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A Consumer Guide to Diamonds
Today the 3P’s are as important as the 4C’s.

When cut to the correct proportions with facets properly shaped and aligned, a diamond is the ultimate light performance machine. Depending on the lighting environment in which the stone is viewed, the light will take three forms: brilliance, fire, and scintillation.


When people think of diamond brilliance, they tend to think of the overall brightness and intensity of white light reflected from the crown (top portion) of a diamond. The greater the amount of white light return, the greater the brilliance.

But brightness is only part of the story. A bright diamond with a glaring, white snowball-like appearance is lacking aspects of true diamond brilliance.

If you look at a diamond, or a good photo of one, you will notice that there is an element of sharp, highly defined contrast to its brilliance. A highly brilliant diamond exhibits what looks like a mosaic pattern of light-dark areas across the entire upper part of the stone. These bright-dark areas are evenly distributed over the diamond. There are no rings of light dropout near the center, no constantly dark edges around the girdle. There is what research gemologist Michael Cowing calls “bright, high contrast, edge-to-edge radiance.” Only well-cut diamonds have such radiance.


Have you ever noticed emissions of rainbow colors of light from a diamond? These can appear as large flashes or pinpoints of spectrum color, both the result of white light dispersion.

This colored light is called fire and is most commonly seen when stones are looked at under multiple, high-contrast light sources. For instance, look at a diamond when illuminated with light fractured by passage through tree leaves or a trellis. This is an ideal setting to observe fire because light-fracturing produces the high-contrast lighting necessary to observe fire. “If there is no contrast in the illumination, there will be no fire,” Cowing notes.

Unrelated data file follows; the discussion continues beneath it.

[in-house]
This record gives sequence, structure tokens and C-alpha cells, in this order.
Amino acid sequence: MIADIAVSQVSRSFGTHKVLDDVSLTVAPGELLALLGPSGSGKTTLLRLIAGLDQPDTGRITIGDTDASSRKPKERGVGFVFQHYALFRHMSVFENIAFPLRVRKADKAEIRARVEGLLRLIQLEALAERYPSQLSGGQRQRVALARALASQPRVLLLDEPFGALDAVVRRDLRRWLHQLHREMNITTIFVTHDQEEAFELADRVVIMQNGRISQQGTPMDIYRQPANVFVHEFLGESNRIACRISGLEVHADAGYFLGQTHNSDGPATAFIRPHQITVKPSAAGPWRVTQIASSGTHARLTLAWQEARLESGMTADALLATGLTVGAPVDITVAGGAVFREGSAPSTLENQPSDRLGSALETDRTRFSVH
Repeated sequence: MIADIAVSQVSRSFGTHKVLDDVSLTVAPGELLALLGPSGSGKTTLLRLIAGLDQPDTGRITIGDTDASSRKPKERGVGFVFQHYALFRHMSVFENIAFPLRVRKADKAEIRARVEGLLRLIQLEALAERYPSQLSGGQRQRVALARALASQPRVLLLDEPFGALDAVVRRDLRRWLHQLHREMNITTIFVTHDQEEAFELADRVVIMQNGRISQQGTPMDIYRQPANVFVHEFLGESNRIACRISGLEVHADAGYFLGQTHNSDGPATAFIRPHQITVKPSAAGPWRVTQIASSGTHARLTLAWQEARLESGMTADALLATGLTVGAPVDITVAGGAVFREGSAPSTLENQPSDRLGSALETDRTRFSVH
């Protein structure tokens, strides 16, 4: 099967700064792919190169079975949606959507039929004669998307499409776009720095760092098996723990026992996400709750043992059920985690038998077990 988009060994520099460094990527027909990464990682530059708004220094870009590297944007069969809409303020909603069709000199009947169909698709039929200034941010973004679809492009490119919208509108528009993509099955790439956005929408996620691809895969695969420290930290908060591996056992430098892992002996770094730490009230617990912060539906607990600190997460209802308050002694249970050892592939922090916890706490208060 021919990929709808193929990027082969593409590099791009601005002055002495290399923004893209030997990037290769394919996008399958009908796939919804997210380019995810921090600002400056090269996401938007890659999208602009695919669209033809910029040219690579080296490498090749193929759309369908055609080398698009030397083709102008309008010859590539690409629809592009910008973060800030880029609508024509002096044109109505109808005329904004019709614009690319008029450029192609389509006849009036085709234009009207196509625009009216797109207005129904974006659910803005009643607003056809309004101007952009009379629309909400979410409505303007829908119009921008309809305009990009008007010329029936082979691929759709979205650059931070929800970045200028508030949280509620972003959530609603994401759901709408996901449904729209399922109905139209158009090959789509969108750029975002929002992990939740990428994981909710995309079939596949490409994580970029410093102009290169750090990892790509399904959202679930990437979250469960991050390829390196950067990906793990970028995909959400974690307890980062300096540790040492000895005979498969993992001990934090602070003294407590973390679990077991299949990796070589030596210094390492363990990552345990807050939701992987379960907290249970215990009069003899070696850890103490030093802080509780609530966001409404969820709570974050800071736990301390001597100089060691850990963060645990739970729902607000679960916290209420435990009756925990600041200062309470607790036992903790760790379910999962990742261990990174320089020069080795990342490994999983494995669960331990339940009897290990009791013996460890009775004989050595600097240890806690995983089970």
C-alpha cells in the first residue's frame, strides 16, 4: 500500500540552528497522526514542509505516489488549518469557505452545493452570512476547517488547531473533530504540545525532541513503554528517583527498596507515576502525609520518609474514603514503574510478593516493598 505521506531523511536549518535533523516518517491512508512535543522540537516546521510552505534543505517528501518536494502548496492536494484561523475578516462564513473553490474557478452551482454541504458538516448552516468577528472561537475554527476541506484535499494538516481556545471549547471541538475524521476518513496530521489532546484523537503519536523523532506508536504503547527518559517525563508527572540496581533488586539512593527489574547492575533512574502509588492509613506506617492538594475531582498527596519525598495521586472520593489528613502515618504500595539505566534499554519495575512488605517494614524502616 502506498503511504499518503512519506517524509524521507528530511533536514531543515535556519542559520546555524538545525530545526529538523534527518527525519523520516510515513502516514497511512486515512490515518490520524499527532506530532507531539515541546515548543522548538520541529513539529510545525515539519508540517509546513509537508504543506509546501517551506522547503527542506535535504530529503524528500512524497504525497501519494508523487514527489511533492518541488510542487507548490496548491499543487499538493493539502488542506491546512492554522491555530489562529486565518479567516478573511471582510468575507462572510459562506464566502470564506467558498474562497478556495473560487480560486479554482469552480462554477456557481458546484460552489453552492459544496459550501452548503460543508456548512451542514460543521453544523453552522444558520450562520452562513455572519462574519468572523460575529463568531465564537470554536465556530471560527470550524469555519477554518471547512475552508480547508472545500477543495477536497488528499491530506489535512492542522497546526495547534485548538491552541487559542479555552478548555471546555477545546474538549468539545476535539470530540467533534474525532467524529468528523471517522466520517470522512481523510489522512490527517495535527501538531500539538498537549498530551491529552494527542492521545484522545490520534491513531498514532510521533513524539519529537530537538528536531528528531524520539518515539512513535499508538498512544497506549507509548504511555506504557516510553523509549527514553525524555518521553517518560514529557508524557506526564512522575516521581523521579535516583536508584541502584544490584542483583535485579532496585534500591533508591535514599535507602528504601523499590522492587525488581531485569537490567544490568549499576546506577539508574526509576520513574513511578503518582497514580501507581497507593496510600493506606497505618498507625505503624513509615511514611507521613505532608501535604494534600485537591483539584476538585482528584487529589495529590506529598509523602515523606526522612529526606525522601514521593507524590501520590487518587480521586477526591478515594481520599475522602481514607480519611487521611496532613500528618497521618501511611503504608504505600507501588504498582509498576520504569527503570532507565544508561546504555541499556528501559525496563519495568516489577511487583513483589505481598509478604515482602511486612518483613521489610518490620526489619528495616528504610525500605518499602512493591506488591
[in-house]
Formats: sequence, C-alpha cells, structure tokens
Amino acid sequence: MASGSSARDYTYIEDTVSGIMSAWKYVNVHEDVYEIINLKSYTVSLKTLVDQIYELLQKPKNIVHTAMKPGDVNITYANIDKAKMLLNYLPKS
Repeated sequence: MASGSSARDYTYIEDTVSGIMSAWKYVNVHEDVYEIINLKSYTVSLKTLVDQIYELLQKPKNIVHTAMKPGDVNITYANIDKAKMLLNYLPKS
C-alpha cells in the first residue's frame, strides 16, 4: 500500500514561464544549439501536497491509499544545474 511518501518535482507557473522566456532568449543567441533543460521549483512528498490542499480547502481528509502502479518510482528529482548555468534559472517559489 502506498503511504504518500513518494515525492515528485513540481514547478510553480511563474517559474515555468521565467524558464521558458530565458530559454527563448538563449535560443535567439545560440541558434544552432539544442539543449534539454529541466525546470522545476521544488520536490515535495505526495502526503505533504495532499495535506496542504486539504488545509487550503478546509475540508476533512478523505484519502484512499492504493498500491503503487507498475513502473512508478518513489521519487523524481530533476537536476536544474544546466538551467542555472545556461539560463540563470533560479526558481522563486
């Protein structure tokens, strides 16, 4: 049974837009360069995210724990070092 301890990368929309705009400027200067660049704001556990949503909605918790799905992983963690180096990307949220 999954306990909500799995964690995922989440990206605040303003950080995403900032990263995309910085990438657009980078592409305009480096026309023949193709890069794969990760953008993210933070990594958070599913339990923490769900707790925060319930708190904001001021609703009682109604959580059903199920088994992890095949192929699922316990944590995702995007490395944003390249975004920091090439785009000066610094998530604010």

Unfortunately, when seated at a jewelry counter, you are most likely to view a diamond under strong overhead spotlights accompanied by bright fluorescent lights and a bright white ceiling—the kind of high-intensity illumination that emphasizes brilliance and sparkle. “There’s fire, but it’s drowned out by the diamond’s intense brilliance and sparkle,” says Cowing.

Diamond ring
Image 1 - Diamond ring from the “Rose” collection by Dalumi.
Image 2 - Ring featuring a Crisscut center diamond by Christopher Designs.
diamond ring bridal set
Image 3 - Bridal set featuring marquise-like shaped Calla cut diamonds from Nelson Jewellery.
diamond circle necklace
Image 4 - Diamond circle necklace featuring a Lady Heart three-stone diamond pendant from David Arabov & Sons.
diamond engagement ring
Image 5 - Princess cut diamond engagement ring by Amy Levine.
diamond earrings and pendant
Image 6 - Earrings and pendant with Rand ideal cut diamonds from Rand Diamond.
swirl diamond pendants
Image 7 - Stylish swirl diamond pendants from Stuller.
cut diamond
Image 8 - Under very favorable, high contrast white illumination, the ideal cut diamond is capable of emitting fire from every facet of its crown. Photo by Michael Cowing, ACA Gemological Laboratory.
diamond engagement ring and wedding band
Image 9 - Diamond engagement ring and wedding band from Uneek.
diamond engagement rings
Image 10 - Engagement rings featuring invisible set diamond side accents from Jewelex.
diamond brilliance
Image 11 - The Isee2 light measurement system from Overseas Diamonds gives diamond brilliance, fire, and sparkle ratings.
14k white gold engagement ring with baguette diamonds
Image 12 - Semi-mount 14k white gold engagement ring with baguette diamond sides from Dora Wedding Bands & Rings.
rose and white gold diamond ring
Image 13 - Rose and white gold diamond ring by Doron Isaak.
heart shaped diamond pendant
Image 14 - Heart shaped diamond pendant by Uneek.